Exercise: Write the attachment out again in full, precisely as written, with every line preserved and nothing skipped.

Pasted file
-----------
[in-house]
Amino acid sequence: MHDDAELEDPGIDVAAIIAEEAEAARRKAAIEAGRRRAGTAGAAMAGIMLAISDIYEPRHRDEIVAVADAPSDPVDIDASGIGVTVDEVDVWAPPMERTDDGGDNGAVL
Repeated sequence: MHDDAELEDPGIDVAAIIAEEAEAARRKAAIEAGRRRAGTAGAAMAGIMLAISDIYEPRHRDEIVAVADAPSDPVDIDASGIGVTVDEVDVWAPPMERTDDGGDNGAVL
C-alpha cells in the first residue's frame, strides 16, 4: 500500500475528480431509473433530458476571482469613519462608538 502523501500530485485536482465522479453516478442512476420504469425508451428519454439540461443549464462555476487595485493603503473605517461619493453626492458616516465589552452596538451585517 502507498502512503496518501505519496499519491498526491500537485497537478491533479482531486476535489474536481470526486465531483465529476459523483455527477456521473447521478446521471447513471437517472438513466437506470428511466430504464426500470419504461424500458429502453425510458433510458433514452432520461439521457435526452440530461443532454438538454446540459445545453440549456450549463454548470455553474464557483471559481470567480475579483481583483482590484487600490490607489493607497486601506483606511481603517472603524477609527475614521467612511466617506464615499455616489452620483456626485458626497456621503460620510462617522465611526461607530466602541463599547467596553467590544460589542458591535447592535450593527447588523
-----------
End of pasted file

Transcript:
[in-house]
Amino acid sequence: MHDDAELEDPGIDVAAIIAEEAEAARRKAAIEAGRRRAGTAGAAMAGIMLAISDIYEPRHRDEIVAVADAPSDPVDIDASGIGVTVDEVDVWAPPMERTDDGGDNGAVL
Repeated sequence: MHDDAELEDPGIDVAAIIAEEAEAARRKAAIEAGRRRAGTAGAAMAGIMLAISDIYEPRHRDEIVAVADAPSDPVDIDASGIGVTVDEVDVWAPPMERTDDGGDNGAVL
C-alpha cells in the first residue's frame, strides 16, 4: 500500500475528480431509473433530458476571482469613519462608538 502523501500530485485536482465522479453516478442512476420504469425508451428519454439540461443549464462555476487595485493603503473605517461619493453626492458616516465589552452596538451585517 502507498502512503496518501505519496499519491498526491500537485497537478491533479482531486476535489474536481470526486465531483465529476459523483455527477456521473447521478446521471447513471437517472438513466437506470428511466430504464426500470419504461424500458429502453425510458433510458433514452432520461439521457435526452440530461443532454438538454446540459445545453440549456450549463454548470455553474464557483471559481470567480475579483481583483482590484487600490490607489493607497486601506483606511481603517472603524477609527475614521467612511466617506464615499455616489452620483456626485458626497456621503460620510462617522465611526461607530466602541463599547467596553467590544460589542458591535447592535450593527447588523